n the heart of Chicago’s historic meatpacking district lies a twist of irony in the mega-success of Nature’s Fynd, a fungi-based plant protein producer. Originally spawning from the hot springs of Yellowstone National Park, the company’s flagship research and development center is just north of the park in Bozeman, Montana, close to the original fungi source.
In 2020, Nature’s Fynd headquartered and began manufacturing in a growing center in Chicago’s Union Stockyards, where they use their extensively patented technology to ferment their protein. “Chicago is the food innovation capital of the world because of companies like Nature’s Fynd whose expansion and growth we celebrate,” said Michael Fassnacht of World Business Chicago. In 2021, the company announced plans to build a new 200,000-sq.-ft. research center in Marina Crossings, already Chicago’s largest speculative industrial building, and will add over 200 jobs to the South Side by 2023.
Nature’s Fynd is one of Chicago’s impressive multi-billion-dollar startups but is only a grain of sand in the food processing supergiant that is the state of Illinois. In an interview with Jay Garner, Atlanta-based site selection consultant and former chair of the Site Selectors Guild, he outlined some of the key factors in the food and beverage site selection process.
“They need to be either close to the commodity, or to the customer, or to both. That’s how we start the process,” he said. Tax incentives are less important than components like distribution, shipping costs, and crop availability. Illinois houses 76,000 individual farms and has been lauded as a “transportation haven” due to the state’s connectivity and well-developed highway and rail system, which has been continually improved under the Rebuild Illinois program. With the number of jobs increasing throughout agricultural centers in the state, Illinois can expect to climb the bean stalk in commodity competition alongside crop giants California and Texas.
One of the key draws for companies during the site selection process is speed to market. “Anything that shows shovel-ready is a key component,” says Garner. “It’s just for that purpose, to show companies that these communities are prepared to handle their investment quickly.”
Currently, Intersect Illinois’ database of development-ready sites shows 106 food processing sites for sale out of 1,311 total. Beyond Chicagoland, food processing plants prosper statewide, starting in the northeast, extending down into Springfield, with high-power-capable plant sites available as far south as Carbondale.
Bayer’s Crop Science Division in Research Park is one of many agriculture innovation labs in the state.
Photos courtesy Bayer AG
The state has pulled in several major food and beverage companies this year including all-American leader Mars-Wrigley and Italian competitor Ferrero. Mars has nine production plants and offices in Illinois and in April announced a $40 million research facility on Chicago’s revitalized Goose Island. Ferrero already has plans to expand its Bloomington-Normal plant, which only broke ground earlier this year. The expansion comes with a $216.6 million price tag and will create 200 new jobs over four years. A few months later in July, the company announced further expansion with a 45,000-sq.-ft. Innovation Center in Chicago to be completed in 2023.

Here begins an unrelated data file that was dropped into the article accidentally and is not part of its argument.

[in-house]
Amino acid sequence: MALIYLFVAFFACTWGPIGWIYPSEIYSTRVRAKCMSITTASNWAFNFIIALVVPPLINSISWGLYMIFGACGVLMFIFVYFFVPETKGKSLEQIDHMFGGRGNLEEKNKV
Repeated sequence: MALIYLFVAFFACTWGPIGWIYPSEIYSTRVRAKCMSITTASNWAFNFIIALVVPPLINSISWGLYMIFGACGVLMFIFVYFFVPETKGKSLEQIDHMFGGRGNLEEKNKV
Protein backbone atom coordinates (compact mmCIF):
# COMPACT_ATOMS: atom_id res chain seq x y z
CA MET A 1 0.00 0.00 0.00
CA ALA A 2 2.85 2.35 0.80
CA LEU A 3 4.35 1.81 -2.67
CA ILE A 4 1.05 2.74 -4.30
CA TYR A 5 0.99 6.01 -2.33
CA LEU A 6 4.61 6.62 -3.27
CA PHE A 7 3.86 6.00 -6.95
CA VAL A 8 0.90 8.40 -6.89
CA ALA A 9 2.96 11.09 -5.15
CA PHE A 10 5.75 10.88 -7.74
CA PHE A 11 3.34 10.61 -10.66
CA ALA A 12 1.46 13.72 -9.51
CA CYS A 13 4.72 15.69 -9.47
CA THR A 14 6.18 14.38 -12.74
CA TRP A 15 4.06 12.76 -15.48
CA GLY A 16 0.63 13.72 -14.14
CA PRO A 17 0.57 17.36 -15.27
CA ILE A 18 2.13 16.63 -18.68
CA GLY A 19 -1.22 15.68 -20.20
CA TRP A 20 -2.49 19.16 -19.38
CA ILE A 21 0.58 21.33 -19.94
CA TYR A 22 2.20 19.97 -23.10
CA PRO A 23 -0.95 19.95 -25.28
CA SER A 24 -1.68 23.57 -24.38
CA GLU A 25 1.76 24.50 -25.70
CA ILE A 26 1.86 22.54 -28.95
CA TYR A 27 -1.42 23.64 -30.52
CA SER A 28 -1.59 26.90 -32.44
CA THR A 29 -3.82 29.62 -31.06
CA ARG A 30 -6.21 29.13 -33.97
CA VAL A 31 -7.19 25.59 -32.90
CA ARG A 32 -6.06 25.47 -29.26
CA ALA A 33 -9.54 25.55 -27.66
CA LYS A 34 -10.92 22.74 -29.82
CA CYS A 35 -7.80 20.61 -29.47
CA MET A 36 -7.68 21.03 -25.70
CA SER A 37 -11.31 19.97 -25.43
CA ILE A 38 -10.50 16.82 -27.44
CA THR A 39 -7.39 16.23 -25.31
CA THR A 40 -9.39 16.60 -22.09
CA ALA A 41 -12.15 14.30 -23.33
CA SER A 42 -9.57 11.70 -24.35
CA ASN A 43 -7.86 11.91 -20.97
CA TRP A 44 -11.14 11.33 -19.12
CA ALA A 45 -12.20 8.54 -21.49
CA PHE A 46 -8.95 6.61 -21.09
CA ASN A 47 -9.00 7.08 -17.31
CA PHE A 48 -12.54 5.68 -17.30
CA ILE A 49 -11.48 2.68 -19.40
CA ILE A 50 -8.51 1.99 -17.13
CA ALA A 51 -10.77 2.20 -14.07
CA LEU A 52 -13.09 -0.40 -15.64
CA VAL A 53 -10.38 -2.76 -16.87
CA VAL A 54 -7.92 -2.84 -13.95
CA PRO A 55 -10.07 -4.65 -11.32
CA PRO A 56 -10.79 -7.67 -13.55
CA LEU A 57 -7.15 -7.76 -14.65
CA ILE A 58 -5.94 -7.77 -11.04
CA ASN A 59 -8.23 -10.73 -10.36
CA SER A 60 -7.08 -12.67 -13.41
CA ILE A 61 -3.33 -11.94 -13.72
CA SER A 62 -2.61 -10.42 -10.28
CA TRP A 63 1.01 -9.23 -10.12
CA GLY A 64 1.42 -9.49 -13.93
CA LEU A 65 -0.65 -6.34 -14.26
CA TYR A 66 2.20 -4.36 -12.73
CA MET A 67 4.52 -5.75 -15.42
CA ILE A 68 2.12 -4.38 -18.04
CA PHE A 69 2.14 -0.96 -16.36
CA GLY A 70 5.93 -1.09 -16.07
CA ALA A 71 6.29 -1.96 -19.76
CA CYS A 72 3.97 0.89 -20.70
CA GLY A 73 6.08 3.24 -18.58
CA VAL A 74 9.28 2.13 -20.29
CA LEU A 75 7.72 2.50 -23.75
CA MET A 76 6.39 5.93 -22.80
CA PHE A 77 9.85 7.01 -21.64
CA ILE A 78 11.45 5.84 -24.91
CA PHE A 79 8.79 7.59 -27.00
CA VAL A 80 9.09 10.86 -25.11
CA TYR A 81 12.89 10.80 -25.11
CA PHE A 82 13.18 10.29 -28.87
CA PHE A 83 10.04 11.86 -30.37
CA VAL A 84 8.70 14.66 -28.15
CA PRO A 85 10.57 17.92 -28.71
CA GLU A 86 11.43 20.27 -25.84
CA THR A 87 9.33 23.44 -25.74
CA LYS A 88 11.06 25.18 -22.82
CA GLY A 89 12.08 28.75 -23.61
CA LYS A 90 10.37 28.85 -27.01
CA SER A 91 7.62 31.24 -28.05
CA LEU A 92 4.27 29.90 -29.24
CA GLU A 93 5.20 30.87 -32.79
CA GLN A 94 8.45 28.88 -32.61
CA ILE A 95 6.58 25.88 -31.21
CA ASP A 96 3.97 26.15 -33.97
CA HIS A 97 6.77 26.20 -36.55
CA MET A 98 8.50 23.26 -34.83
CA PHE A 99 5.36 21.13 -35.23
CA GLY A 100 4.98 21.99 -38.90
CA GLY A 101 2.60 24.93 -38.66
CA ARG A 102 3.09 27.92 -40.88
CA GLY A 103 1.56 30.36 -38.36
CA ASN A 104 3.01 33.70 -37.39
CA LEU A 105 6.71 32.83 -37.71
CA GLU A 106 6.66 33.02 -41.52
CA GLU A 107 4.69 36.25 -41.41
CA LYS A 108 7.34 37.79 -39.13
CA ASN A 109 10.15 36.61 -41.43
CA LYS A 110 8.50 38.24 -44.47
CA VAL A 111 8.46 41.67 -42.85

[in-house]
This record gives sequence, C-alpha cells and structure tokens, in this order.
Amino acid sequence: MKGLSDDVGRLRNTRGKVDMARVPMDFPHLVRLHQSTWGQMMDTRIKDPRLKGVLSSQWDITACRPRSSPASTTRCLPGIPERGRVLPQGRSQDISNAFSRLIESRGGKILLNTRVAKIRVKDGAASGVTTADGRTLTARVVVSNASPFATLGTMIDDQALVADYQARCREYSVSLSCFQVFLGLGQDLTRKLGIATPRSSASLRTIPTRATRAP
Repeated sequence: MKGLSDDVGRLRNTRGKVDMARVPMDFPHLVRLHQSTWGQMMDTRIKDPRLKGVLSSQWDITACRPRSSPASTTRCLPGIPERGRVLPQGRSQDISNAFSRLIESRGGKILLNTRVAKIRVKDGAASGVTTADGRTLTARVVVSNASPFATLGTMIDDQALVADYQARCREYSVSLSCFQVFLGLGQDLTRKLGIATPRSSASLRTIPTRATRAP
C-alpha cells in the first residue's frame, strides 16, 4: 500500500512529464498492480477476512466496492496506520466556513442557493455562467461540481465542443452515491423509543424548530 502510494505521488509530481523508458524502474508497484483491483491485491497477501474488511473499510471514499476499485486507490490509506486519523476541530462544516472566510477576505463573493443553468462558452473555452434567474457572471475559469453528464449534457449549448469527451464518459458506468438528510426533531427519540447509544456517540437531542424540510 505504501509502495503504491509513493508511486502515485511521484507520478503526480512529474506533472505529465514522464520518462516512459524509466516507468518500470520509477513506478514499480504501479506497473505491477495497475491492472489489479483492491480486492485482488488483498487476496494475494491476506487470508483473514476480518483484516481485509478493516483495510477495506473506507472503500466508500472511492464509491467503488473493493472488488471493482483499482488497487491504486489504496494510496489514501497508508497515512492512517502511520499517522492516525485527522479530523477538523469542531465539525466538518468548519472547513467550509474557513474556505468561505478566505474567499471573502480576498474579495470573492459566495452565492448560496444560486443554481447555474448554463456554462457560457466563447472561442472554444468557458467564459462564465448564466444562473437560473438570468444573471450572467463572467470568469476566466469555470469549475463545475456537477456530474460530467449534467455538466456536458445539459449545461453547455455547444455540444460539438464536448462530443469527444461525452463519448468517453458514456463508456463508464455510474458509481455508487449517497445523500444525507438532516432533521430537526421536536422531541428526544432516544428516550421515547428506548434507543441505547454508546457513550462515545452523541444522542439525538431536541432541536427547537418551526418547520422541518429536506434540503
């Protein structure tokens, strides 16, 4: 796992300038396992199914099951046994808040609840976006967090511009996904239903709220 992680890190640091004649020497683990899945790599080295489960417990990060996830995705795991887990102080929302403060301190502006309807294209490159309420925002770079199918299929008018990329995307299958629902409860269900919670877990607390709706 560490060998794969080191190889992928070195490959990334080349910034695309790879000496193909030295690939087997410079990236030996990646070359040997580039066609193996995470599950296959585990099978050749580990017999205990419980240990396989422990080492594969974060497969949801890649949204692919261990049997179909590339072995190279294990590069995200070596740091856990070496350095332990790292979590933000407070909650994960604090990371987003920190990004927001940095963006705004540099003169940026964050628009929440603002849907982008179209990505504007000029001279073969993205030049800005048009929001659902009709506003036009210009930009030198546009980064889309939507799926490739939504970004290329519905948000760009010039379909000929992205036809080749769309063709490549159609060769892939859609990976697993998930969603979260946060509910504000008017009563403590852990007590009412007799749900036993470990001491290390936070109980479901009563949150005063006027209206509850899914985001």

Toeing the Production Line in Decatur
Innovation is quickly making its way into the Illinois food scene through a variety of routes. Look no further than Archer-Daniels-Midland’s (ADM) latest projects, which pioneer both products and processes. Jumping on the same trending path as Nature’s Fynd, ADM is expanding its soy protein production in Decatur. In April, the company announced it would invest $300 million to expand its alternative protein production and open a new Protein Innovation Center in its already sprawling complex, which includes the Food Application Center and Animal Nutrition Technology Center. The area is a hotspot for production, with ADM employing over 4,000 people in the Decatur-Macon community.
— Nicole Bateman, President, Decatur-Macon Economic Development Corp.
The first of such new processes is ADM’s announced CO2 pipeline. In January, ADM signed a letter of intent with Wolf Carbon Solutions for plans to build a pipeline that would capture and transport carbon in its Cedar Rapids plant and deposit it in an underground sequestration site in Decatur, where the company has already been burying emissions for over a decade. Decatur’s Richland Community College is partnering with ADM to help connect other Illinois plants to the pipeline and make it available for outside companies to tap into.
Located in the bull’s-eye of the state, Decatur is in the “Central Illinois Triangle” between the powerhouses of Champaign, Normal, Peoria, Bloomington and Springfield. Champaign-Urbana has long been an innovator in ag and food tech with the abundance of companies leading transformative efforts out of Research Park like Bayer and Monsanto. Earlier this summer, ADM sponsored the 2022 AgTech Summit at Research Park, less than an hour from its Decatur plants. ADM and other manufacturers in Decatur can easily pull workers from the talent triangle, including the tech aficionados of the state’s capital to the west, and graduates of the University of Illinois to the east.
In addition to the city being in the eye of the Central storm, one of the unexpected benefits is the lack of congestion. The ADM Intermodal Ramp located in Decatur is just one component of the Midwest Inland Port, which also includes three Class I railroads, five major roadways, and an airport. Nicole Bateman, president of the Decatur-Macon Economic Development Corp., said that “we are finding that companies as far away as North Dakota, South Dakota, Iowa and Nebraska are bringing their goods in and out of Decatur because it’s saving them either time or money or both.”